Brand New - Daisy (Cover Artwork)
Staff Pick

Brand New

Brand New: Daisy

Daisy (2009)

Interscope / DGC / Procrastinate! Music Traitors


4
To say hype surrounds the release of Brand New's Daisy is as inordinate an understatement as the actual record is itself. A little more immediate than 2006's The Devil and God Are Raging Inside Me and considerably more economical (talking 14 minutes shorter here), Daisy nonetheless continues further...

To say hype surrounds the release of Brand New's Daisy is as inordinate an understatement as the actual record is itself. A little more immediate than 2006's The Devil and God Are Raging Inside Me and considerably more economical (talking 14 minutes shorter here), Daisy nonetheless continues further down the darker, deliberate path set by that monstrous, solemn record. With each passing studio full-length, the number of "upbeat" songs Brand New have respectively placed on their albums has dissipated, and Daisy is clearly no exception (read: there is no happy here).

Compared to Devil and God, the dynamics of the record are much, much more obvious and up front when strangely invigorating opener "Vices" transitions from a curiously long, sampled sermon recording of Bertrand Brown's "On Life's Highway" circa 1922 into an absolutely jarring and jolting, rhythmic blast. Bassist Garrett Tierney and drummer Brian Lane absolutely bring it here, a thumping rhythm section that provides a pleasantly cloying foundation to the noisest, most intense song in the band's canon yet -- vocalist/guitarist Jesse Lacey screaming cryptic musings and creepily singing self-interrogatives while guitarist Vin Accardi adds broken chords and fractured riffs. It's like the Jesus Lizard at their best, informed by (post-)hardcore disc(h)ordance with uncomfortable undercurrents of melody bleeding through it all.

On that note, Tierney is a surprising standout on record. His absolutely ugly, wavering lines in the second half of both Daisy's title track and depressingly anthemic closer "Noro" add a stomach-churning dimension to unwinding momentum, and he blisteringly bubbles below the surface of the abrupt tempo changes and corrosively concussive nature of "Gasoline." His cautious rising and falling motions for "You Stole"'s close add an interesting flair.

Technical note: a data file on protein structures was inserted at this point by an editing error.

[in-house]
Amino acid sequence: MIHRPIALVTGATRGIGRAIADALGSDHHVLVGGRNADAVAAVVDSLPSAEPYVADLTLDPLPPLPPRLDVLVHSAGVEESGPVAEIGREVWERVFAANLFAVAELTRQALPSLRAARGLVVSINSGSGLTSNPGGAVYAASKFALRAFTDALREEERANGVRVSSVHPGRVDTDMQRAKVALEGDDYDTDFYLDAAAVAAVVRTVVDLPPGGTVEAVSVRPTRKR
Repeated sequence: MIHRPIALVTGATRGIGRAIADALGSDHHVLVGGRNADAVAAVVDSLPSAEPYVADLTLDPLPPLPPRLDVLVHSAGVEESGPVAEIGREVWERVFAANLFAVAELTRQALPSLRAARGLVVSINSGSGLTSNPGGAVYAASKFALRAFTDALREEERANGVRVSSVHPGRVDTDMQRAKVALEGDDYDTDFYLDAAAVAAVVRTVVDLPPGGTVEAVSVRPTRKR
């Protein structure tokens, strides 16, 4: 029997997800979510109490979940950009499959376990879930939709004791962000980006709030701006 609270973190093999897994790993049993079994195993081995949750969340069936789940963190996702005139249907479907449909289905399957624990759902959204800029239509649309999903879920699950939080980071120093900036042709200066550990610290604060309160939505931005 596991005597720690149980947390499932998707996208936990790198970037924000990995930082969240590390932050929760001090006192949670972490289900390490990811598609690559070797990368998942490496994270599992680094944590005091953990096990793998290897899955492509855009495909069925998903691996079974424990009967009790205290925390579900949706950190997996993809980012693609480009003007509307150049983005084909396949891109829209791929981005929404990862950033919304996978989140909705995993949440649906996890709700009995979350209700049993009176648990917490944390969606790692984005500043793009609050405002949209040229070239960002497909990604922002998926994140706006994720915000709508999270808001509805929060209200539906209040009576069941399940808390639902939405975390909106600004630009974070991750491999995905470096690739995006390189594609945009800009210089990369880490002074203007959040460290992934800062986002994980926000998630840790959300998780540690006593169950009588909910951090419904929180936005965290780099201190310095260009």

Generally, the album is looser, yet more dense than the band have tended to in the past. Producer Mike Sapone provided a hell of a template for Devil and God but largely seems to have abandoned it here, as much as the band's stylistic shift is probably a contributor. Less post-rock sparkly and clean, warm tones, the roomy recording is sometimes raw, otherwise fussily clustered in careful reverb and effects heightening tension.

Though its influences are easy to pick out, Brand New distills them more than well enough throughout Daisy's destructive course. Jagged interpretations of '90s alternative and indie rock are smeared across the board, a livid love of labor longing with subtle experimental motives and stop-start shuttering; it's a bit like an even more wrought yet time-condensed expansion on the self-titled EP released by friends Colour Revolt in 2006. Modest Mouse is a common namedrop ("At the Bottom") for one, but when speaking of the album as a whole, In Utero is a sensible parallel to draw: A couple of cathartic, loud fits of agitation with frequent guitar squalls and a spastic, searing Lacey ("Gasoline," "Bought a Bride") are interspersed among slower restraints coated in a southern drawl and Lacey's quieter discontent ("Bed"), as well as the song(s) that combine them ("In a Jar"). "Be Gone" is a Dixieland blues interlude, a practical Tom Waits nod with Lacey's vocals distorted with the same effect one might get from quickly clapping their hands over both ears.

It's said that for the first time in the band's career, Accardi handled the majority of the songwriting. If that's true for certain tracks, his lyrical foundations sometimes fall short of the band's potential ("Daisy"'s metaphors strangely blunt, curt and a little repetitive), but sometimes perfect for the procedure: "You Stole" is a breathy, somber six-minute conversion of common, crutched phrases into a vague critique of self or otherwise ("I wish that my condition was new, / but I'm old and rusting. / ... / I pretend like I got something to say, / but I've got nothin'. / ... / From the cradles they were robbed in, / you took the first words that they spoke... / yeah, you stole.").

This album is not the game-changer critics and fans may have expected, but it's an unquestionably forceful, potent and cohesive effort all the same. While arguably short of the sky-high marks set on previous endeavors, Daisy is a nonetheless great album and compelling addition to an already devastating discography.

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Daisy